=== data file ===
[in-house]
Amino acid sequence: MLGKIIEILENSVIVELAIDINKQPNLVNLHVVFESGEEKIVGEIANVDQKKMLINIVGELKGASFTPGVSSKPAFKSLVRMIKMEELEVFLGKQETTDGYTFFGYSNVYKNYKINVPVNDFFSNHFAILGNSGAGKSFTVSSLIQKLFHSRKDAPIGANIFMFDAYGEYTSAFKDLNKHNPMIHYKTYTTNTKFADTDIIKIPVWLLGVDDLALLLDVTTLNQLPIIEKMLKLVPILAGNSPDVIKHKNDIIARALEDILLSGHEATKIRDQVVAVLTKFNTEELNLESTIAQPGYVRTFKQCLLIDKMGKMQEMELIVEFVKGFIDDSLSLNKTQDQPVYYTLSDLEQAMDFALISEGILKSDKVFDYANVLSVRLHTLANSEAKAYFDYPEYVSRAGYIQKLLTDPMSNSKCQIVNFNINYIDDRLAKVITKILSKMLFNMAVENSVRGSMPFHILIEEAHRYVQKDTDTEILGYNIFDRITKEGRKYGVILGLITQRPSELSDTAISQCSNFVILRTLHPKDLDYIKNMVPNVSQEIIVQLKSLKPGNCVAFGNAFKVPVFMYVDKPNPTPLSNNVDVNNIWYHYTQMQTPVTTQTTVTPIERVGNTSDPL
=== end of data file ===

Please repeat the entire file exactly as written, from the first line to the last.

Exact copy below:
[in-house]
Amino acid sequence: MLGKIIEILENSVIVELAIDINKQPNLVNLHVVFESGEEKIVGEIANVDQKKMLINIVGELKGASFTPGVSSKPAFKSLVRMIKMEELEVFLGKQETTDGYTFFGYSNVYKNYKINVPVNDFFSNHFAILGNSGAGKSFTVSSLIQKLFHSRKDAPIGANIFMFDAYGEYTSAFKDLNKHNPMIHYKTYTTNTKFADTDIIKIPVWLLGVDDLALLLDVTTLNQLPIIEKMLKLVPILAGNSPDVIKHKNDIIARALEDILLSGHEATKIRDQVVAVLTKFNTEELNLESTIAQPGYVRTFKQCLLIDKMGKMQEMELIVEFVKGFIDDSLSLNKTQDQPVYYTLSDLEQAMDFALISEGILKSDKVFDYANVLSVRLHTLANSEAKAYFDYPEYVSRAGYIQKLLTDPMSNSKCQIVNFNINYIDDRLAKVITKILSKMLFNMAVENSVRGSMPFHILIEEAHRYVQKDTDTEILGYNIFDRITKEGRKYGVILGLITQRPSELSDTAISQCSNFVILRTLHPKDLDYIKNMVPNVSQEIIVQLKSLKPGNCVAFGNAFKVPVFMYVDKPNPTPLSNNVDVNNIWYHYTQMQTPVTTQTTVTPIERVGNTSDPL